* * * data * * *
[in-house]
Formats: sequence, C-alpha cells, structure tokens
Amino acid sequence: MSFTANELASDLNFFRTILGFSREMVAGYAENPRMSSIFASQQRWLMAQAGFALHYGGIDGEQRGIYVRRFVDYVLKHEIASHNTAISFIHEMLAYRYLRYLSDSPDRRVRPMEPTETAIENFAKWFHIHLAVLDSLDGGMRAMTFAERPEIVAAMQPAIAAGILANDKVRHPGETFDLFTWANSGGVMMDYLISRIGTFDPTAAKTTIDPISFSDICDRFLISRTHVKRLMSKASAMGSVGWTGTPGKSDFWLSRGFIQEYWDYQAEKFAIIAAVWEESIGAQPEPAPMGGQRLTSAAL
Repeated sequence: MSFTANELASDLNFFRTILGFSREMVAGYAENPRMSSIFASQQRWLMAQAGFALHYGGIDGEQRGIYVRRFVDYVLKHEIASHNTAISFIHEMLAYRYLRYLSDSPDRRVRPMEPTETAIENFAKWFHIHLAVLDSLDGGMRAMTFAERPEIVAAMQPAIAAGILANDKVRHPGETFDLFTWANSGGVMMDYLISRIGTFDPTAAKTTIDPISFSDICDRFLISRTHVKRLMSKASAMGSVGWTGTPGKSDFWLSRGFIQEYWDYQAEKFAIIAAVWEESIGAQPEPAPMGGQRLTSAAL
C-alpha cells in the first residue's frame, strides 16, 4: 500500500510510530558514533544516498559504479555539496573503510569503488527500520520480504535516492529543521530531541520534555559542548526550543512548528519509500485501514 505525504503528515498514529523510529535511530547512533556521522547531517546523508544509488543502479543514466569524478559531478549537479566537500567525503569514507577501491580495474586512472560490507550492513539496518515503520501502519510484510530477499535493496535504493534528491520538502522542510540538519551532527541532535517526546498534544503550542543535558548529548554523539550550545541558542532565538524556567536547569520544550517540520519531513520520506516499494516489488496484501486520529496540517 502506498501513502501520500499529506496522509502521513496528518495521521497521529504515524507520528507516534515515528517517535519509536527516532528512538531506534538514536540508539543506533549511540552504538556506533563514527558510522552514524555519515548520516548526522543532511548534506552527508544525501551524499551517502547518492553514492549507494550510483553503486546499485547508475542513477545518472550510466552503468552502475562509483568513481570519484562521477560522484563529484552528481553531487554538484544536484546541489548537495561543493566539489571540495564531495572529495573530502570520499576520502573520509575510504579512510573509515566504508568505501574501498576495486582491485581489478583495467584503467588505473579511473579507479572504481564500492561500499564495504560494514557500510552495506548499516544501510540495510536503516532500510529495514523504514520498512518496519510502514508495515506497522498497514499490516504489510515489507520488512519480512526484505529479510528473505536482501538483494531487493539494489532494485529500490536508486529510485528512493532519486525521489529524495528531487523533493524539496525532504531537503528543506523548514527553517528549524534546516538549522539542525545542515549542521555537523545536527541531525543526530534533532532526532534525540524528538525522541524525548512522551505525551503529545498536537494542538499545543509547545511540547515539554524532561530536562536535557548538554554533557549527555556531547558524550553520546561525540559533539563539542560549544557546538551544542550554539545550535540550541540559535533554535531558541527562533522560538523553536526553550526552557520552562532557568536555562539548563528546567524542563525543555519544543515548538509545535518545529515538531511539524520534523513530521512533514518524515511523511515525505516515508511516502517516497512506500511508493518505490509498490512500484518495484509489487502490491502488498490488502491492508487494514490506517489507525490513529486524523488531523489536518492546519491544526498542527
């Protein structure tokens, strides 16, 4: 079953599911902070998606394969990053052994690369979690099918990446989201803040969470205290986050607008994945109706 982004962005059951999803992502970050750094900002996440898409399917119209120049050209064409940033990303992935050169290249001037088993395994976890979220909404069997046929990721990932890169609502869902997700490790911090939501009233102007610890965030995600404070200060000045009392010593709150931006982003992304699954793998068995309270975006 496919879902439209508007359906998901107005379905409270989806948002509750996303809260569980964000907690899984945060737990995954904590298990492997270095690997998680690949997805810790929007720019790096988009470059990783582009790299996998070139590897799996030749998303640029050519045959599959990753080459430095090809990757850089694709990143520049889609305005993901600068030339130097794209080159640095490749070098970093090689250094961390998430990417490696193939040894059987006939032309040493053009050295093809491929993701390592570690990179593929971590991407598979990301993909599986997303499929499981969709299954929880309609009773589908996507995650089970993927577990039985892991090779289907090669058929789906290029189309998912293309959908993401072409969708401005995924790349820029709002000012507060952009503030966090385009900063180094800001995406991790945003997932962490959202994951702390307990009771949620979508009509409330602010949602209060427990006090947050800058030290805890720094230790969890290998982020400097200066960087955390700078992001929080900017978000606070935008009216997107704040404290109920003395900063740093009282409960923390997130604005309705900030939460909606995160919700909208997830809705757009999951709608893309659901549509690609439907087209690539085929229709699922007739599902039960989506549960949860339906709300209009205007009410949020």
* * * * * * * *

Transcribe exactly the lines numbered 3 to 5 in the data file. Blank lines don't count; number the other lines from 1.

Amino acid sequence: MSFTANELASDLNFFRTILGFSREMVAGYAENPRMSSIFASQQRWLMAQAGFALHYGGIDGEQRGIYVRRFVDYVLKHEIASHNTAISFIHEMLAYRYLRYLSDSPDRRVRPMEPTETAIENFAKWFHIHLAVLDSLDGGMRAMTFAERPEIVAAMQPAIAAGILANDKVRHPGETFDLFTWANSGGVMMDYLISRIGTFDPTAAKTTIDPISFSDICDRFLISRTHVKRLMSKASAMGSVGWTGTPGKSDFWLSRGFIQEYWDYQAEKFAIIAAVWEESIGAQPEPAPMGGQRLTSAAL
Repeated sequence: MSFTANELASDLNFFRTILGFSREMVAGYAENPRMSSIFASQQRWLMAQAGFALHYGGIDGEQRGIYVRRFVDYVLKHEIASHNTAISFIHEMLAYRYLRYLSDSPDRRVRPMEPTETAIENFAKWFHIHLAVLDSLDGGMRAMTFAERPEIVAAMQPAIAAGILANDKVRHPGETFDLFTWANSGGVMMDYLISRIGTFDPTAAKTTIDPISFSDICDRFLISRTHVKRLMSKASAMGSVGWTGTPGKSDFWLSRGFIQEYWDYQAEKFAIIAAVWEESIGAQPEPAPMGGQRLTSAAL
C-alpha cells in the first residue's frame, strides 16, 4: 500500500510510530558514533544516498559504479555539496573503510569503488527500520520480504535516492529543521530531541520534555559542548526550543512548528519509500485501514 505525504503528515498514529523510529535511530547512533556521522547531517546523508544509488543502479543514466569524478559531478549537479566537500567525503569514507577501491580495474586512472560490507550492513539496518515503520501502519510484510530477499535493496535504493534528491520538502522542510540538519551532527541532535517526546498534544503550542543535558548529548554523539550550545541558542532565538524556567536547569520544550517540520519531513520520506516499494516489488496484501486520529496540517 502506498501513502501520500499529506496522509502521513496528518495521521497521529504515524507520528507516534515515528517517535519509536527516532528512538531506534538514536540508539543506533549511540552504538556506533563514527558510522552514524555519515548520516548526522543532511548534506552527508544525501551524499551517502547518492553514492549507494550510483553503486546499485547508475542513477545518472550510466552503468552502475562509483568513481570519484562521477560522484563529484552528481553531487554538484544536484546541489548537495561543493566539489571540495564531495572529495573530502570520499576520502573520509575510504579512510573509515566504508568505501574501498576495486582491485581489478583495467584503467588505473579511473579507479572504481564500492561500499564495504560494514557500510552495506548499516544501510540495510536503516532500510529495514523504514520498512518496519510502514508495515506497522498497514499490516504489510515489507520488512519480512526484505529479510528473505536482501538483494531487493539494489532494485529500490536508486529510485528512493532519486525521489529524495528531487523533493524539496525532504531537503528543506523548514527553517528549524534546516538549522539542525545542515549542521555537523545536527541531525543526530534533532532526532534525540524528538525522541524525548512522551505525551503529545498536537494542538499545543509547545511540547515539554524532561530536562536535557548538554554533557549527555556531547558524550553520546561525540559533539563539542560549544557546538551544542550554539545550535540550541540559535533554535531558541527562533522560538523553536526553550526552557520552562532557568536555562539548563528546567524542563525543555519544543515548538509545535518545529515538531511539524520534523513530521512533514518524515511523511515525505516515508511516502517516497512506500511508493518505490509498490512500484518495484509489487502490491502488498490488502491492508487494514490506517489507525490513529486524523488531523489536518492546519491544526498542527